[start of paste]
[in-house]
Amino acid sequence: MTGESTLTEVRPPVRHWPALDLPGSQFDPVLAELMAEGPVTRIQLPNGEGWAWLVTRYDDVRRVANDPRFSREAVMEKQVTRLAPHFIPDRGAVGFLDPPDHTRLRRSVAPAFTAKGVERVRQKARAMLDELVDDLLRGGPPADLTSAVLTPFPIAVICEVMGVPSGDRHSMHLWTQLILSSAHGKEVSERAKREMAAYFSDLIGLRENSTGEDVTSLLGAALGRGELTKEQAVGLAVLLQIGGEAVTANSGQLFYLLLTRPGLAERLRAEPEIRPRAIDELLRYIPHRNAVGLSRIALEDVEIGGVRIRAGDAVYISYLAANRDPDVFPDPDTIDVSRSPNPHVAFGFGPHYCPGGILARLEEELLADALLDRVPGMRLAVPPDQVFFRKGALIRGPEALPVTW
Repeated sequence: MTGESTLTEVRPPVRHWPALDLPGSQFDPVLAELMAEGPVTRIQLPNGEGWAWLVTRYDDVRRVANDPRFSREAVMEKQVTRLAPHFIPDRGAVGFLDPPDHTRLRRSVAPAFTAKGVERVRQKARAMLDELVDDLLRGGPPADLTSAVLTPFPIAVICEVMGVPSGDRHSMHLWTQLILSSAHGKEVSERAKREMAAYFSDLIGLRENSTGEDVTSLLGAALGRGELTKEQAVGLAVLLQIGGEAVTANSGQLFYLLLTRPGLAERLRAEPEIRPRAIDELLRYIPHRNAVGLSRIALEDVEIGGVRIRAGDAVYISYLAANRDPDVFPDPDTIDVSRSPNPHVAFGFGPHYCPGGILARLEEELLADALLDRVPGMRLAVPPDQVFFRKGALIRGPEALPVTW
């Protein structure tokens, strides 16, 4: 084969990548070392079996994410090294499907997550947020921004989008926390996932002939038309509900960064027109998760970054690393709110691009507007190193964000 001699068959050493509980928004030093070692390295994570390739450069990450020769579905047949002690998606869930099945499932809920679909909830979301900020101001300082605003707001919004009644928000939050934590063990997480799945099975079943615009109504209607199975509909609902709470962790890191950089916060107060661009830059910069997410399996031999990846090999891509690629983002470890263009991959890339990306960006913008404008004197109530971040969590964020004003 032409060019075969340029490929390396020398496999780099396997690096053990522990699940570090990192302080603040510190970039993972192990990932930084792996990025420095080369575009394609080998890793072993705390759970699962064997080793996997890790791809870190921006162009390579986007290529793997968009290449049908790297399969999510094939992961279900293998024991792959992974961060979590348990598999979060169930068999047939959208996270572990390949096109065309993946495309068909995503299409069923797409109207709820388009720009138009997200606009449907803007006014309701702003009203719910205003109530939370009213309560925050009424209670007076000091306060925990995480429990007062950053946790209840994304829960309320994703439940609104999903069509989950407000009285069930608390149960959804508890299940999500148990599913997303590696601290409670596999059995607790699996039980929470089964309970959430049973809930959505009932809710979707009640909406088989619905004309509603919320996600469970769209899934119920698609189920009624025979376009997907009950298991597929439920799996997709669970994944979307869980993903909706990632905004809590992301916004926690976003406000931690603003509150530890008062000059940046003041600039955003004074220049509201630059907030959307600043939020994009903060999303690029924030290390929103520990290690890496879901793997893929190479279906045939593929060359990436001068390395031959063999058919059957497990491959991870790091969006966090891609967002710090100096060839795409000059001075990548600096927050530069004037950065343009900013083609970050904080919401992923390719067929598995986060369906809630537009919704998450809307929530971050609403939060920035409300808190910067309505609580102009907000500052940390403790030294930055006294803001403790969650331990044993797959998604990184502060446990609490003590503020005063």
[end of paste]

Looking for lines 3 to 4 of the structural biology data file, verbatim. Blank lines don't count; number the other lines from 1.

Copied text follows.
Repeated sequence: MTGESTLTEVRPPVRHWPALDLPGSQFDPVLAELMAEGPVTRIQLPNGEGWAWLVTRYDDVRRVANDPRFSREAVMEKQVTRLAPHFIPDRGAVGFLDPPDHTRLRRSVAPAFTAKGVERVRQKARAMLDELVDDLLRGGPPADLTSAVLTPFPIAVICEVMGVPSGDRHSMHLWTQLILSSAHGKEVSERAKREMAAYFSDLIGLRENSTGEDVTSLLGAALGRGELTKEQAVGLAVLLQIGGEAVTANSGQLFYLLLTRPGLAERLRAEPEIRPRAIDELLRYIPHRNAVGLSRIALEDVEIGGVRIRAGDAVYISYLAANRDPDVFPDPDTIDVSRSPNPHVAFGFGPHYCPGGILARLEEELLADALLDRVPGMRLAVPPDQVFFRKGALIRGPEALPVTW
């Protein structure tokens, strides 16, 4: 084969990548070392079996994410090294499907997550947020921004989008926390996932002939038309509900960064027109998760970054690393709110691009507007190193964000 001699068959050493509980928004030093070692390295994570390739450069990450020769579905047949002690998606869930099945499932809920679909909830979301900020101001300082605003707001919004009644928000939050934590063990997480799945099975079943615009109504209607199975509909609902709470962790890191950089916060107060661009830059910069997410399996031999990846090999891509690629983002470890263009991959890339990306960006913008404008004197109530971040969590964020004003 032409060019075969340029490929390396020398496999780099396997690096053990522990699940570090990192302080603040510190970039993972192990990932930084792996990025420095080369575009394609080998890793072993705390759970699962064997080793996997890790791809870190921006162009390579986007290529793997968009290449049908790297399969999510094939992961279900293998024991792959992974961060979590348990598999979060169930068999047939959208996270572990390949096109065309993946495309068909995503299409069923797409109207709820388009720009138009997200606009449907803007006014309701702003009203719910205003109530939370009213309560925050009424209670007076000091306060925990995480429990007062950053946790209840994304829960309320994703439940609104999903069509989950407000009285069930608390149960959804508890299940999500148990599913997303590696601290409670596999059995607790699996039980929470089964309970959430049973809930959505009932809710979707009640909406088989619905004309509603919320996600469970769209899934119920698609189920009624025979376009997907009950298991597929439920799996997709669970994944979307869980993903909706990632905004809590992301916004926690976003406000931690603003509150530890008062000059940046003041600039955003004074220049509201630059907030959307600043939020994009903060999303690029924030290390929103520990290690890496879901793997893929190479279906045939593929060359990436001068390395031959063999058919059957497990491959991870790091969006966090891609967002710090100096060839795409000059001075990548600096927050530069004037950065343009900013083609970050904080919401992923390719067929598995986060369906809630537009919704998450809307929530971050609403939060920035409300808190910067309505609580102009907000500052940390403790030294930055006294803001403790969650331990044993797959998604990184502060446990609490003590503020005063």